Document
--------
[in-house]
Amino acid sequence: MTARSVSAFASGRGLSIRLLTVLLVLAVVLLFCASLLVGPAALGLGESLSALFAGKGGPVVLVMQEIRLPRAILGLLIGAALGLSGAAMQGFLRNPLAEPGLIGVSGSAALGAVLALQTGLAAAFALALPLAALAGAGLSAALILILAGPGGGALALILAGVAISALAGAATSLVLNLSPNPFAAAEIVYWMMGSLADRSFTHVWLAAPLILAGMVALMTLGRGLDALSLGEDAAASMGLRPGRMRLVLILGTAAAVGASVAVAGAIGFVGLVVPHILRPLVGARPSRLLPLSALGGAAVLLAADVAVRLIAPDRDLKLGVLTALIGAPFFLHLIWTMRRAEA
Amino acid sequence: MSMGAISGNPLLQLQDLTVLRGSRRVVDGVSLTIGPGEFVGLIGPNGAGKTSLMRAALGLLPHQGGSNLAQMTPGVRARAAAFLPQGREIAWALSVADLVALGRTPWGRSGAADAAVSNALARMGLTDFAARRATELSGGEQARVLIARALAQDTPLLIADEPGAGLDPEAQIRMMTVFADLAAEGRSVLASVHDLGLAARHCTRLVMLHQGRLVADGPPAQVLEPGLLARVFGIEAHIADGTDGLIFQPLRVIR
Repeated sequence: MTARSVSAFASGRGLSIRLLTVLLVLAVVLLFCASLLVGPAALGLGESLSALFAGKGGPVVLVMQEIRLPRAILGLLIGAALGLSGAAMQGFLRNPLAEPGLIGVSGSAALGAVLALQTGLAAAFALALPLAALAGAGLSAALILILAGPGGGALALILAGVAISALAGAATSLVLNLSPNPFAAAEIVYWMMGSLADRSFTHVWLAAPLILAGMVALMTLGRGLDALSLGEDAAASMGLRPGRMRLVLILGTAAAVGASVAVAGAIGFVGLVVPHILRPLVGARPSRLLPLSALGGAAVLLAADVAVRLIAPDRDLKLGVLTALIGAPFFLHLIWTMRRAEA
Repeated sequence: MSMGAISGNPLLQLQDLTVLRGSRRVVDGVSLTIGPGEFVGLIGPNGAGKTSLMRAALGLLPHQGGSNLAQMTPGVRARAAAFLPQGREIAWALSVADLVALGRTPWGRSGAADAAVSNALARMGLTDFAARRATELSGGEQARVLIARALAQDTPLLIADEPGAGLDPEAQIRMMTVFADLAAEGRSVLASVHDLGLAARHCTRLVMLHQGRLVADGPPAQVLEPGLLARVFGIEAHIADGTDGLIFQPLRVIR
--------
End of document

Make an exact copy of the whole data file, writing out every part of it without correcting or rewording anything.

[in-house]
Amino acid sequence: MTARSVSAFASGRGLSIRLLTVLLVLAVVLLFCASLLVGPAALGLGESLSALFAGKGGPVVLVMQEIRLPRAILGLLIGAALGLSGAAMQGFLRNPLAEPGLIGVSGSAALGAVLALQTGLAAAFALALPLAALAGAGLSAALILILAGPGGGALALILAGVAISALAGAATSLVLNLSPNPFAAAEIVYWMMGSLADRSFTHVWLAAPLILAGMVALMTLGRGLDALSLGEDAAASMGLRPGRMRLVLILGTAAAVGASVAVAGAIGFVGLVVPHILRPLVGARPSRLLPLSALGGAAVLLAADVAVRLIAPDRDLKLGVLTALIGAPFFLHLIWTMRRAEA
Amino acid sequence: MSMGAISGNPLLQLQDLTVLRGSRRVVDGVSLTIGPGEFVGLIGPNGAGKTSLMRAALGLLPHQGGSNLAQMTPGVRARAAAFLPQGREIAWALSVADLVALGRTPWGRSGAADAAVSNALARMGLTDFAARRATELSGGEQARVLIARALAQDTPLLIADEPGAGLDPEAQIRMMTVFADLAAEGRSVLASVHDLGLAARHCTRLVMLHQGRLVADGPPAQVLEPGLLARVFGIEAHIADGTDGLIFQPLRVIR
Repeated sequence: MTARSVSAFASGRGLSIRLLTVLLVLAVVLLFCASLLVGPAALGLGESLSALFAGKGGPVVLVMQEIRLPRAILGLLIGAALGLSGAAMQGFLRNPLAEPGLIGVSGSAALGAVLALQTGLAAAFALALPLAALAGAGLSAALILILAGPGGGALALILAGVAISALAGAATSLVLNLSPNPFAAAEIVYWMMGSLADRSFTHVWLAAPLILAGMVALMTLGRGLDALSLGEDAAASMGLRPGRMRLVLILGTAAAVGASVAVAGAIGFVGLVVPHILRPLVGARPSRLLPLSALGGAAVLLAADVAVRLIAPDRDLKLGVLTALIGAPFFLHLIWTMRRAEA
Repeated sequence: MSMGAISGNPLLQLQDLTVLRGSRRVVDGVSLTIGPGEFVGLIGPNGAGKTSLMRAALGLLPHQGGSNLAQMTPGVRARAAAFLPQGREIAWALSVADLVALGRTPWGRSGAADAAVSNALARMGLTDFAARRATELSGGEQARVLIARALAQDTPLLIADEPGAGLDPEAQIRMMTVFADLAAEGRSVLASVHDLGLAARHCTRLVMLHQGRLVADGPPAQVLEPGLLARVFGIEAHIADGTDGLIFQPLRVIR